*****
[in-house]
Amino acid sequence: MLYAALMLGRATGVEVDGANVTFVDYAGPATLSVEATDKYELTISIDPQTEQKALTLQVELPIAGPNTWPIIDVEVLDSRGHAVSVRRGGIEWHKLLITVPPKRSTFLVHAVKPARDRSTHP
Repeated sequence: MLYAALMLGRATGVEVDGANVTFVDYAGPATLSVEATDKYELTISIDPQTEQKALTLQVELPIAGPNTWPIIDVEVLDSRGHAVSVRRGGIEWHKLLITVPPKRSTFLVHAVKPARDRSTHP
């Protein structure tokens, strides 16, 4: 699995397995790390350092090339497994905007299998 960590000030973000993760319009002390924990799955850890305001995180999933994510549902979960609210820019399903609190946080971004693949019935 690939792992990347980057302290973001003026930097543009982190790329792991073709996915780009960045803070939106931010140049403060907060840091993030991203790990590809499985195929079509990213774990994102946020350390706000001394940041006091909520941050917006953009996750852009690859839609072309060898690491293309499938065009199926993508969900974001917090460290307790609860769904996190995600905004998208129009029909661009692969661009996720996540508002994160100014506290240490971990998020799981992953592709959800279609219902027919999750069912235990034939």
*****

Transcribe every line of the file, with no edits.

[in-house]
Amino acid sequence: MLYAALMLGRATGVEVDGANVTFVDYAGPATLSVEATDKYELTISIDPQTEQKALTLQVELPIAGPNTWPIIDVEVLDSRGHAVSVRRGGIEWHKLLITVPPKRSTFLVHAVKPARDRSTHP
Repeated sequence: MLYAALMLGRATGVEVDGANVTFVDYAGPATLSVEATDKYELTISIDPQTEQKALTLQVELPIAGPNTWPIIDVEVLDSRGHAVSVRRGGIEWHKLLITVPPKRSTFLVHAVKPARDRSTHP
């Protein structure tokens, strides 16, 4: 699995397995790390350092090339497994905007299998 960590000030973000993760319009002390924990799955850890305001995180999933994510549902979960609210820019399903609190946080971004693949019935 690939792992990347980057302290973001003026930097543009982190790329792991073709996915780009960045803070939106931010140049403060907060840091993030991203790990590809499985195929079509990213774990994102946020350390706000001394940041006091909520941050917006953009996750852009690859839609072309060898690491293309499938065009199926993508969900974001917090460290307790609860769904996190995600905004998208129009029909661009692969661009996720996540508002994160100014506290240490971990998020799981992953592709959800279609219902027919999750069912235990034939």